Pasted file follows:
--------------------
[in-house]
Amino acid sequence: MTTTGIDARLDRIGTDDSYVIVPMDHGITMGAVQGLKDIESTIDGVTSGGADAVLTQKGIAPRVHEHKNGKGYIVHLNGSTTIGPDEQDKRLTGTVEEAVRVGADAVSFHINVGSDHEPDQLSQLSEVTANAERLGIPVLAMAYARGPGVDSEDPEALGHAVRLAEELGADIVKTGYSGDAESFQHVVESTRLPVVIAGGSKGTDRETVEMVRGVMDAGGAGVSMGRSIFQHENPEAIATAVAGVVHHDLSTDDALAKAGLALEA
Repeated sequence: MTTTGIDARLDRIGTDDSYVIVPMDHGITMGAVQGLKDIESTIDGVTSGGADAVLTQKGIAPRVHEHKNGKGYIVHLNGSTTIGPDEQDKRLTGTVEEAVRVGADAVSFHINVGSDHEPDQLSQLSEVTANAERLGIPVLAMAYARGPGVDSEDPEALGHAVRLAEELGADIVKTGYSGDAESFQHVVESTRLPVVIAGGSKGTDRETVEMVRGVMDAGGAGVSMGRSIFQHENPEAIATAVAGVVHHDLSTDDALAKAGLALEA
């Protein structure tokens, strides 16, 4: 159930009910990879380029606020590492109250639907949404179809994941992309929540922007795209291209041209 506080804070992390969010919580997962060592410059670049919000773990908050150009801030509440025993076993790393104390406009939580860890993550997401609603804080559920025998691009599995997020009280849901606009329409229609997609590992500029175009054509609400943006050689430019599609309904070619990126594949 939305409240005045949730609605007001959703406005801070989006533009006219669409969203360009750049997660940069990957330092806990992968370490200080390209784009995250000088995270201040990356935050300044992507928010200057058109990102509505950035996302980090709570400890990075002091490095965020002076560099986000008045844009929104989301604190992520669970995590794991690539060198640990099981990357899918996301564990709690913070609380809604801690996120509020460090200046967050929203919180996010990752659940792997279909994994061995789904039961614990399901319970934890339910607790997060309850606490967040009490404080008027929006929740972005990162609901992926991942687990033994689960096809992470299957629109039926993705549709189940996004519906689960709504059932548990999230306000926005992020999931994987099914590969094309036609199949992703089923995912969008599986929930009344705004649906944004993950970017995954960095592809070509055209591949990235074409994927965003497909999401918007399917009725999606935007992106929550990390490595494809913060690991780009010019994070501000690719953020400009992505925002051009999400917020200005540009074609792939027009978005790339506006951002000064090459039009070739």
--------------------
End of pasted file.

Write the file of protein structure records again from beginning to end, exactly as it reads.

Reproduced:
[in-house]
Amino acid sequence: MTTTGIDARLDRIGTDDSYVIVPMDHGITMGAVQGLKDIESTIDGVTSGGADAVLTQKGIAPRVHEHKNGKGYIVHLNGSTTIGPDEQDKRLTGTVEEAVRVGADAVSFHINVGSDHEPDQLSQLSEVTANAERLGIPVLAMAYARGPGVDSEDPEALGHAVRLAEELGADIVKTGYSGDAESFQHVVESTRLPVVIAGGSKGTDRETVEMVRGVMDAGGAGVSMGRSIFQHENPEAIATAVAGVVHHDLSTDDALAKAGLALEA
Repeated sequence: MTTTGIDARLDRIGTDDSYVIVPMDHGITMGAVQGLKDIESTIDGVTSGGADAVLTQKGIAPRVHEHKNGKGYIVHLNGSTTIGPDEQDKRLTGTVEEAVRVGADAVSFHINVGSDHEPDQLSQLSEVTANAERLGIPVLAMAYARGPGVDSEDPEALGHAVRLAEELGADIVKTGYSGDAESFQHVVESTRLPVVIAGGSKGTDRETVEMVRGVMDAGGAGVSMGRSIFQHENPEAIATAVAGVVHHDLSTDDALAKAGLALEA
């Protein structure tokens, strides 16, 4: 159930009910990879380029606020590492109250639907949404179809994941992309929540922007795209291209041209 506080804070992390969010919580997962060592410059670049919000773990908050150009801030509440025993076993790393104390406009939580860890993550997401609603804080559920025998691009599995997020009280849901606009329409229609997609590992500029175009054509609400943006050689430019599609309904070619990126594949 939305409240005045949730609605007001959703406005801070989006533009006219669409969203360009750049997660940069990957330092806990992968370490200080390209784009995250000088995270201040990356935050300044992507928010200057058109990102509505950035996302980090709570400890990075002091490095965020002076560099986000008045844009929104989301604190992520669970995590794991690539060198640990099981990357899918996301564990709690913070609380809604801690996120509020460090200046967050929203919180996010990752659940792997279909994994061995789904039961614990399901319970934890339910607790997060309850606490967040009490404080008027929006929740972005990162609901992926991942687990033994689960096809992470299957629109039926993705549709189940996004519906689960709504059932548990999230306000926005992020999931994987099914590969094309036609199949992703089923995912969008599986929930009344705004649906944004993950970017995954960095592809070509055209591949990235074409994927965003497909999401918007399917009725999606935007992106929550990390490595494809913060690991780009010019994070501000690719953020400009992505925002051009999400917020200005540009074609792939027009978005790339506006951002000064090459039009070739």